Don't rest on success

Hotelier Michael Chaffin has some interesting musings about the proliferation of hotel design (and redesign) these days. I should know: I think I get every press release ever written about what hotels are doing to stay fresh, hip, up-to-date, etc., etc. From his post:

    Here’s the problem…design gets attention. But, it’s not likely to keep it. People will go once, maybe twice to see something spectacular. But, that’s it. If there’s not more to the story, they’re not likely to come back, or more importantly, tell someone else about their experience. So, once the economic cycle turns, and it always does, that investment in the “icing” no longer pays dividends…unless you can afford to change it, and change it often.

True for hotels, and equally true for meetings, I would add. It's not enough to take a tired old property or meeting and slick it up. Sure, you'll get some buzz for a while, but then even the slickest of the slick starts looking a little too ho hum—familiarity breeds contempt, after all. So the key is to keep changing it up. For meetings, add a different format (I hear the open space session at PCMA went really, really well), rearrange the chairs, give away an iPod...whatever. Just keep surprising people, keep building on past successes, take some risks, and people will want to keep coming back if for no other reason than to find out what you'll be trying next. Don't chuck the good stuff, just don't rest on past successes until they too become the same old, same old.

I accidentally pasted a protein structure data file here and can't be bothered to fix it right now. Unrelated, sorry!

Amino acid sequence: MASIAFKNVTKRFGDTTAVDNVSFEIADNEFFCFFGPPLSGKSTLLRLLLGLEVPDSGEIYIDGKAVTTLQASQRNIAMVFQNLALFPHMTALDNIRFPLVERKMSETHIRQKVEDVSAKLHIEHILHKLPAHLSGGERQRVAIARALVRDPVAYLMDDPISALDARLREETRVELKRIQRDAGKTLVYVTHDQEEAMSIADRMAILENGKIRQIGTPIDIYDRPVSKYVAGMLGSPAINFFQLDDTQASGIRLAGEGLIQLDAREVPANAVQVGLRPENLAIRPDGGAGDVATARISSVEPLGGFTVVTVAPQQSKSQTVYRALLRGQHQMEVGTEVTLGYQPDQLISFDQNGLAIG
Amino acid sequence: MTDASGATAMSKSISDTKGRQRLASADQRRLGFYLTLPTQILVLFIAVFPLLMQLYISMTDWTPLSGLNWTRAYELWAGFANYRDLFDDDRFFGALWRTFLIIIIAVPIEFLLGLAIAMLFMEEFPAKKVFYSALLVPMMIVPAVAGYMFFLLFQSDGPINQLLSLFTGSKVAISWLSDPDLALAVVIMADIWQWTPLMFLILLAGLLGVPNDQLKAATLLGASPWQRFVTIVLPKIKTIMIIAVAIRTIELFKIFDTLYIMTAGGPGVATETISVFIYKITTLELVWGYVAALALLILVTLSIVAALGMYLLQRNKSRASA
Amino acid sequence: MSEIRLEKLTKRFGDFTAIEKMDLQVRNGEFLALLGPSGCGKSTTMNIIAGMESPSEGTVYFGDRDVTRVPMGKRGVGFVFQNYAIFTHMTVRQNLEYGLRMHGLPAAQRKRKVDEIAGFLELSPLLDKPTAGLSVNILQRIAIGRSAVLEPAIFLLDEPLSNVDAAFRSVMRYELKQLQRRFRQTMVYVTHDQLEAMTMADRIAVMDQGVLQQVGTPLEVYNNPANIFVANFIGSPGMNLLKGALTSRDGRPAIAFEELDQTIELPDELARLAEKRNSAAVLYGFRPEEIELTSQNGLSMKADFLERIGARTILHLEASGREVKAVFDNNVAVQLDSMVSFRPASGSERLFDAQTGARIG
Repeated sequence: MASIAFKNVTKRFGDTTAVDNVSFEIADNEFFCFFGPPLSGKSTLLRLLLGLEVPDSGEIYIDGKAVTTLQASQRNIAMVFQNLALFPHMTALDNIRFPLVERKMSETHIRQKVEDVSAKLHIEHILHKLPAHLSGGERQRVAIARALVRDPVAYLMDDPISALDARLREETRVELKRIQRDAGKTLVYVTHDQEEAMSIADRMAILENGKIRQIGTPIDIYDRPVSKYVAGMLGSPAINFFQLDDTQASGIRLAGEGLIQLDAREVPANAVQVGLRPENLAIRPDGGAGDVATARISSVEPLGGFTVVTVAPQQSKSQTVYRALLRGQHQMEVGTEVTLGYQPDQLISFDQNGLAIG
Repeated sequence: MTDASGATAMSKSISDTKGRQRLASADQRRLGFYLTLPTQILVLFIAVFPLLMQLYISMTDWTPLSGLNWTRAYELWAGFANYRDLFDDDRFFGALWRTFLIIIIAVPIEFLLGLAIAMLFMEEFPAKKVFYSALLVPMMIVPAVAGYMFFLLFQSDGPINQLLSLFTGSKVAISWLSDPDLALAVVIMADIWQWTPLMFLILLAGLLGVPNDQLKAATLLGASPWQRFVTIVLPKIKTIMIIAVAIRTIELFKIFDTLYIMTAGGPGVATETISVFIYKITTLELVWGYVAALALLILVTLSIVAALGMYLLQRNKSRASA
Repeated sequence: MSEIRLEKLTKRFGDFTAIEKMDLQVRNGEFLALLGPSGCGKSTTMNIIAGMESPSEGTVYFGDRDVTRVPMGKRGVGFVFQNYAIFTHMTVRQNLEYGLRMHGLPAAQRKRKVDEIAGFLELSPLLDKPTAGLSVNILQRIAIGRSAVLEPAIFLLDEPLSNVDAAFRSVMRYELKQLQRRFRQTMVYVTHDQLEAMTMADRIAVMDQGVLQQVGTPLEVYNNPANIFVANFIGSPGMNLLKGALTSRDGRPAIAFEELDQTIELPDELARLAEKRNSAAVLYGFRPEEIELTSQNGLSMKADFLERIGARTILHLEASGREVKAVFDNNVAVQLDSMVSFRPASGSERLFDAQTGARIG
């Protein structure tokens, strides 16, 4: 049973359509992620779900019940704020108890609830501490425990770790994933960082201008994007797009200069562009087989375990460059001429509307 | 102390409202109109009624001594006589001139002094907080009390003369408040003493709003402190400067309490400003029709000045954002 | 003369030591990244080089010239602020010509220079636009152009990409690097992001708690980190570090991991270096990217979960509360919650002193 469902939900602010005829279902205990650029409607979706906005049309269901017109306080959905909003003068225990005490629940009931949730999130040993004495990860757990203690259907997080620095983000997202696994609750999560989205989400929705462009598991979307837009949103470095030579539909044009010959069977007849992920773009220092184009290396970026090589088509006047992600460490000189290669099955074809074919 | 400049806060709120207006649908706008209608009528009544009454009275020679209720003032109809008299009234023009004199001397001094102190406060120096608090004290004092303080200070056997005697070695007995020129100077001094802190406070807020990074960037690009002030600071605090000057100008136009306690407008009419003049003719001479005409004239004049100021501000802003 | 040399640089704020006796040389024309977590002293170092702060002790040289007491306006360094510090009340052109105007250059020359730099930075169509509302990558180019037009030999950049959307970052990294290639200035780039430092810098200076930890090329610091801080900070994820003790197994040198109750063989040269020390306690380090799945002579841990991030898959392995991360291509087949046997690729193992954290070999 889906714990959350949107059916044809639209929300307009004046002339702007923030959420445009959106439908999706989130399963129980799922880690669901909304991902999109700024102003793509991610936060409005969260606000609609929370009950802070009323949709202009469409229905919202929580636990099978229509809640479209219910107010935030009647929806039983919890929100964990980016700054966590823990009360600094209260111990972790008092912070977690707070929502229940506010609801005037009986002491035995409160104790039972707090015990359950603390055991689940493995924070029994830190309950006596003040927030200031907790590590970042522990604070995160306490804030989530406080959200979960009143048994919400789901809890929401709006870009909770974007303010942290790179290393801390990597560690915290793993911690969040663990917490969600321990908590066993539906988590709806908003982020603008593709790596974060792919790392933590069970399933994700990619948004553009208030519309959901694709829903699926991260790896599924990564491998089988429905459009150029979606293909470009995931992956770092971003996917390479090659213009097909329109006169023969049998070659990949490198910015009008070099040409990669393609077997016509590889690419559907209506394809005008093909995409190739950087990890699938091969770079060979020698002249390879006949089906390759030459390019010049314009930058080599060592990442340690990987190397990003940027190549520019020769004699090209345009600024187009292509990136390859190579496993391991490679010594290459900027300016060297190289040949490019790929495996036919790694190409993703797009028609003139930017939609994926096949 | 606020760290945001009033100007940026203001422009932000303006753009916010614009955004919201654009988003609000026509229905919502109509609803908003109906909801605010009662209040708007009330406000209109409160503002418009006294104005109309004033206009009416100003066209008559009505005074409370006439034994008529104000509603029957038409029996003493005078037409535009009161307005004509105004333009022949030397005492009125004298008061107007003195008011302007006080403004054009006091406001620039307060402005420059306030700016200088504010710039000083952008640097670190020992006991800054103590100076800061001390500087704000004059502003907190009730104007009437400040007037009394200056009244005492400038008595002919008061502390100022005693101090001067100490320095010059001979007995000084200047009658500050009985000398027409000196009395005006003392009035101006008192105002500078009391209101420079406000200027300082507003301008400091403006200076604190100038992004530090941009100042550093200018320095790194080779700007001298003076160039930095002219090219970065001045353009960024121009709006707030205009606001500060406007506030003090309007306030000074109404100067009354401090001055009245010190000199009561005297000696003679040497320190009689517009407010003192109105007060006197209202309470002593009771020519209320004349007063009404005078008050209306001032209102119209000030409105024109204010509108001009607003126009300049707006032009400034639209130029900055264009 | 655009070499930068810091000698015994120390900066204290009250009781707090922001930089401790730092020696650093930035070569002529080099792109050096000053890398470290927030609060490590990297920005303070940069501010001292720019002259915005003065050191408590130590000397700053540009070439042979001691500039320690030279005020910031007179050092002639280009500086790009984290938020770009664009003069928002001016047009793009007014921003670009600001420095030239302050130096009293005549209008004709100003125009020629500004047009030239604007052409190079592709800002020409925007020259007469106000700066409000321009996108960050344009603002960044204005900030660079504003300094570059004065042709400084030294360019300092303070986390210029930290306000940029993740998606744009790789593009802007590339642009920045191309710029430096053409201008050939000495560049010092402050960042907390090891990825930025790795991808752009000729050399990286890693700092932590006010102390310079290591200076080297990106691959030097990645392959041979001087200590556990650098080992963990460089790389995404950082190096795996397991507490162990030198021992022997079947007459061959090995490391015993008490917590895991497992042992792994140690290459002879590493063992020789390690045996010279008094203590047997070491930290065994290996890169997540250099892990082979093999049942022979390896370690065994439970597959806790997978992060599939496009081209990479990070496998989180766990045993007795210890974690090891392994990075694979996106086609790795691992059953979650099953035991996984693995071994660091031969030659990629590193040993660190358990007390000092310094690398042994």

Hide comments


  • Allowed HTML tags: <em> <strong> <blockquote> <br> <p>

Plain text

  • No HTML tags allowed.
  • Web page addresses and e-mail addresses turn into links automatically.
  • Lines and paragraphs break automatically.